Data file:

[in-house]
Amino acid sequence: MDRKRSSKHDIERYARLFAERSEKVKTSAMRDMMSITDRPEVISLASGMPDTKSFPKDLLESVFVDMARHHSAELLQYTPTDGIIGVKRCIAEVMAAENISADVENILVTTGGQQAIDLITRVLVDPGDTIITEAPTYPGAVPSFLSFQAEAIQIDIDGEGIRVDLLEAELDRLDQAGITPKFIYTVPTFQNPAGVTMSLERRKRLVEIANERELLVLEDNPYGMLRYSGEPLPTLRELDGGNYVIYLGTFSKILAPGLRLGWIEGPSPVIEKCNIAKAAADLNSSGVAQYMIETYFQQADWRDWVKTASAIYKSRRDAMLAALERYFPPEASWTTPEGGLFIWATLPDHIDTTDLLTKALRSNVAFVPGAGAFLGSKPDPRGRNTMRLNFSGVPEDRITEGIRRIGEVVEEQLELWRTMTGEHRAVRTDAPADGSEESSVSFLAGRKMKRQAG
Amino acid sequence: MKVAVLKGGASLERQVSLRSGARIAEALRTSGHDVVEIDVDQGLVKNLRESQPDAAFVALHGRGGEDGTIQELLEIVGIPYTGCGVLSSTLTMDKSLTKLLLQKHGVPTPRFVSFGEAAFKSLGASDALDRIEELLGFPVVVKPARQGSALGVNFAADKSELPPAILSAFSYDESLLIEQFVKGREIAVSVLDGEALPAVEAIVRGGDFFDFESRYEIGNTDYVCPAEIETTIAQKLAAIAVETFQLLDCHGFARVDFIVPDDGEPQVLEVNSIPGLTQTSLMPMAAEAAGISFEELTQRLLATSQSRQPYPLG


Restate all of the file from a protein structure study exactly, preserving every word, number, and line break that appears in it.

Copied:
[in-house]
Amino acid sequence: MDRKRSSKHDIERYARLFAERSEKVKTSAMRDMMSITDRPEVISLASGMPDTKSFPKDLLESVFVDMARHHSAELLQYTPTDGIIGVKRCIAEVMAAENISADVENILVTTGGQQAIDLITRVLVDPGDTIITEAPTYPGAVPSFLSFQAEAIQIDIDGEGIRVDLLEAELDRLDQAGITPKFIYTVPTFQNPAGVTMSLERRKRLVEIANERELLVLEDNPYGMLRYSGEPLPTLRELDGGNYVIYLGTFSKILAPGLRLGWIEGPSPVIEKCNIAKAAADLNSSGVAQYMIETYFQQADWRDWVKTASAIYKSRRDAMLAALERYFPPEASWTTPEGGLFIWATLPDHIDTTDLLTKALRSNVAFVPGAGAFLGSKPDPRGRNTMRLNFSGVPEDRITEGIRRIGEVVEEQLELWRTMTGEHRAVRTDAPADGSEESSVSFLAGRKMKRQAG
Amino acid sequence: MKVAVLKGGASLERQVSLRSGARIAEALRTSGHDVVEIDVDQGLVKNLRESQPDAAFVALHGRGGEDGTIQELLEIVGIPYTGCGVLSSTLTMDKSLTKLLLQKHGVPTPRFVSFGEAAFKSLGASDALDRIEELLGFPVVVKPARQGSALGVNFAADKSELPPAILSAFSYDESLLIEQFVKGREIAVSVLDGEALPAVEAIVRGGDFFDFESRYEIGNTDYVCPAEIETTIAQKLAAIAVETFQLLDCHGFARVDFIVPDDGEPQVLEVNSIPGLTQTSLMPMAAEAAGISFEELTQRLLATSQSRQPYPLG